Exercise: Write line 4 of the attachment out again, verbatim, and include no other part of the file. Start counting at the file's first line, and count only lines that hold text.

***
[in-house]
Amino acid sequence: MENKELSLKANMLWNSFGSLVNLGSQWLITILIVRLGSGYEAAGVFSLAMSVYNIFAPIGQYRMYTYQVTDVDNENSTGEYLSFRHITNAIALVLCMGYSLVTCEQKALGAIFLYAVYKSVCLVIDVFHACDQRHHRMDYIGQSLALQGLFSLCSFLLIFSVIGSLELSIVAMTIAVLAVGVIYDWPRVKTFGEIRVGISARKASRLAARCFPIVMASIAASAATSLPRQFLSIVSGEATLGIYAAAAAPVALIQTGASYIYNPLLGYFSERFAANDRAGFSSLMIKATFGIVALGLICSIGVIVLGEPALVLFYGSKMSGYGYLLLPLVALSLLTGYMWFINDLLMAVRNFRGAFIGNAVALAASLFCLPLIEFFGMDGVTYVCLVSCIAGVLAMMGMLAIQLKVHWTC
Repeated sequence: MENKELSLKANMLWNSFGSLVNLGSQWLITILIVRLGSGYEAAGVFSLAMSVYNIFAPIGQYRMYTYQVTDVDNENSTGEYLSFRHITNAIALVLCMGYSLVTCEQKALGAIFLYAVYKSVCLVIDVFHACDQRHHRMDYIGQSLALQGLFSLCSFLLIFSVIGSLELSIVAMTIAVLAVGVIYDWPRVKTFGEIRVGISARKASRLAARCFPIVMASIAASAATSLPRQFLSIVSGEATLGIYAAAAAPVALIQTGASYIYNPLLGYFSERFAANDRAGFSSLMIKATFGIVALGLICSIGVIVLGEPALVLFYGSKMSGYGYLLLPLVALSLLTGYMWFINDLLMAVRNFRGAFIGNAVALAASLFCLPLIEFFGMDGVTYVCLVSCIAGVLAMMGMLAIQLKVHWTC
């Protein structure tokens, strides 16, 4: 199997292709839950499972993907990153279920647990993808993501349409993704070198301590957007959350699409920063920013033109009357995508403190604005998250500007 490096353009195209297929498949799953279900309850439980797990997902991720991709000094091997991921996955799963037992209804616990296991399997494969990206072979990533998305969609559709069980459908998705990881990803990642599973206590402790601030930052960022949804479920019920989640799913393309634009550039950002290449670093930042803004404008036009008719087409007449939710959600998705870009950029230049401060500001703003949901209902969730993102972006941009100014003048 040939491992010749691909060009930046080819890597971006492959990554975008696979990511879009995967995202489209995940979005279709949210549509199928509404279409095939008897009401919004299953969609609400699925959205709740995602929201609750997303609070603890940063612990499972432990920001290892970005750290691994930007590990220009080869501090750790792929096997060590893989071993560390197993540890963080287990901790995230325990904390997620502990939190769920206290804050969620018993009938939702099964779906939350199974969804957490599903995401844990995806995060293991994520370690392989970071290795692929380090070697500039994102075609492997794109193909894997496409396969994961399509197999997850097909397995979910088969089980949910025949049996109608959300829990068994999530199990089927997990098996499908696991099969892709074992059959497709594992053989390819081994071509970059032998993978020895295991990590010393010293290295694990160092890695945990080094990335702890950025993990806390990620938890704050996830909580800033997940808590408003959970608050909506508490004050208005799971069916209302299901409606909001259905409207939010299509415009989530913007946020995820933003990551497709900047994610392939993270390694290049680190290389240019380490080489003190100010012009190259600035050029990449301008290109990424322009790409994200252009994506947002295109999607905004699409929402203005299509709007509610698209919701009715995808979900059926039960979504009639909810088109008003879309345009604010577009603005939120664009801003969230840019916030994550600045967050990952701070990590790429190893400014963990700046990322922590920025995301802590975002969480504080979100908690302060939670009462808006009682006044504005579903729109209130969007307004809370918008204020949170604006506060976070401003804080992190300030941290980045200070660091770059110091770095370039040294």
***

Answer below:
């Protein structure tokens, strides 16, 4: 199997292709839950499972993907990153279920647990993808993501349409993704070198301590957007959350699409920063920013033109009357995508403190604005998250500007 490096353009195209297929498949799953279900309850439980797990997902991720991709000094091997991921996955799963037992209804616990296991399997494969990206072979990533998305969609559709069980459908998705990881990803990642599973206590402790601030930052960022949804479920019920989640799913393309634009550039950002290449670093930042803004404008036009008719087409007449939710959600998705870009950029230049401060500001703003949901209902969730993102972006941009100014003048 040939491992010749691909060009930046080819890597971006492959990554975008696979990511879009995967995202489209995940979005279709949210549509199928509404279409095939008897009401919004299953969609609400699925959205709740995602929201609750997303609070603890940063612990499972432990920001290892970005750290691994930007590990220009080869501090750790792929096997060590893989071993560390197993540890963080287990901790995230325990904390997620502990939190769920206290804050969620018993009938939702099964779906939350199974969804957490599903995401844990995806995060293991994520370690392989970071290795692929380090070697500039994102075609492997794109193909894997496409396969994961399509197999997850097909397995979910088969089980949910025949049996109608959300829990068994999530199990089927997990098996499908696991099969892709074992059959497709594992053989390819081994071509970059032998993978020895295991990590010393010293290295694990160092890695945990080094990335702890950025993990806390990620938890704050996830909580800033997940808590408003959970608050909506508490004050208005799971069916209302299901409606909001259905409207939010299509415009989530913007946020995820933003990551497709900047994610392939993270390694290049680190290389240019380490080489003190100010012009190259600035050029990449301008290109990424322009790409994200252009994506947002295109999607905004699409929402203005299509709007509610698209919701009715995808979900059926039960979504009639909810088109008003879309345009604010577009603005939120664009801003969230840019916030994550600045967050990952701070990590790429190893400014963990700046990322922590920025995301802590975002969480504080979100908690302060939670009462808006009682006044504005579903729109209130969007307004809370918008204020949170604006506060976070401003804080992190300030941290980045200070660091770059110091770095370039040294």